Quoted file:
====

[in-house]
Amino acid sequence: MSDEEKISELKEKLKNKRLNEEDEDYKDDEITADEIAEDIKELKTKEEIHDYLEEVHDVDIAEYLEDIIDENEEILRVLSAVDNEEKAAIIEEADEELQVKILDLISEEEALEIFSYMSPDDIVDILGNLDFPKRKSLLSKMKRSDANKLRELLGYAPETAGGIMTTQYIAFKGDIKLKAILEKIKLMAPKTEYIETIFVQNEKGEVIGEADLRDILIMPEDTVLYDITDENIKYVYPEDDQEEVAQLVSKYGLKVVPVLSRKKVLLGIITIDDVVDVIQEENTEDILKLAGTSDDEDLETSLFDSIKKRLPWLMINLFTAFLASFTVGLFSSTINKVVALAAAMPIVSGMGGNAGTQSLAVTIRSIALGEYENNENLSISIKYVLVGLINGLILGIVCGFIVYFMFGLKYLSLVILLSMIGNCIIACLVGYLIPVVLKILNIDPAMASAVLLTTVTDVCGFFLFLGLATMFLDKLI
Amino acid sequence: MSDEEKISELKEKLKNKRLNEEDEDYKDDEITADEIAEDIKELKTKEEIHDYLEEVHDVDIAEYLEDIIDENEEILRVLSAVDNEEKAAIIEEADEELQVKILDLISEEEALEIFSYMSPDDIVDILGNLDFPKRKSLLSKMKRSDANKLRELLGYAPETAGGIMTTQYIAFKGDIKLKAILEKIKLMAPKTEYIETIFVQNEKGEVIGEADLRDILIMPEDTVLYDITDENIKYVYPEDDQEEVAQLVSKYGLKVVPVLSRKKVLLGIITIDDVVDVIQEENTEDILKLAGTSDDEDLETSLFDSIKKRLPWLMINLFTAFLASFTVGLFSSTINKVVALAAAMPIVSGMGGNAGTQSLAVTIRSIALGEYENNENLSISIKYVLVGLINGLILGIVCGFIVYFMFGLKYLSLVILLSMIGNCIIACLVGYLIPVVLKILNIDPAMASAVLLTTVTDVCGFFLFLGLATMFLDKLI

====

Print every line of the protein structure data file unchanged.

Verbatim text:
[in-house]
Amino acid sequence: MSDEEKISELKEKLKNKRLNEEDEDYKDDEITADEIAEDIKELKTKEEIHDYLEEVHDVDIAEYLEDIIDENEEILRVLSAVDNEEKAAIIEEADEELQVKILDLISEEEALEIFSYMSPDDIVDILGNLDFPKRKSLLSKMKRSDANKLRELLGYAPETAGGIMTTQYIAFKGDIKLKAILEKIKLMAPKTEYIETIFVQNEKGEVIGEADLRDILIMPEDTVLYDITDENIKYVYPEDDQEEVAQLVSKYGLKVVPVLSRKKVLLGIITIDDVVDVIQEENTEDILKLAGTSDDEDLETSLFDSIKKRLPWLMINLFTAFLASFTVGLFSSTINKVVALAAAMPIVSGMGGNAGTQSLAVTIRSIALGEYENNENLSISIKYVLVGLINGLILGIVCGFIVYFMFGLKYLSLVILLSMIGNCIIACLVGYLIPVVLKILNIDPAMASAVLLTTVTDVCGFFLFLGLATMFLDKLI
Amino acid sequence: MSDEEKISELKEKLKNKRLNEEDEDYKDDEITADEIAEDIKELKTKEEIHDYLEEVHDVDIAEYLEDIIDENEEILRVLSAVDNEEKAAIIEEADEELQVKILDLISEEEALEIFSYMSPDDIVDILGNLDFPKRKSLLSKMKRSDANKLRELLGYAPETAGGIMTTQYIAFKGDIKLKAILEKIKLMAPKTEYIETIFVQNEKGEVIGEADLRDILIMPEDTVLYDITDENIKYVYPEDDQEEVAQLVSKYGLKVVPVLSRKKVLLGIITIDDVVDVIQEENTEDILKLAGTSDDEDLETSLFDSIKKRLPWLMINLFTAFLASFTVGLFSSTINKVVALAAAMPIVSGMGGNAGTQSLAVTIRSIALGEYENNENLSISIKYVLVGLINGLILGIVCGFIVYFMFGLKYLSLVILLSMIGNCIIACLVGYLIPVVLKILNIDPAMASAVLLTTVTDVCGFFLFLGLATMFLDKLI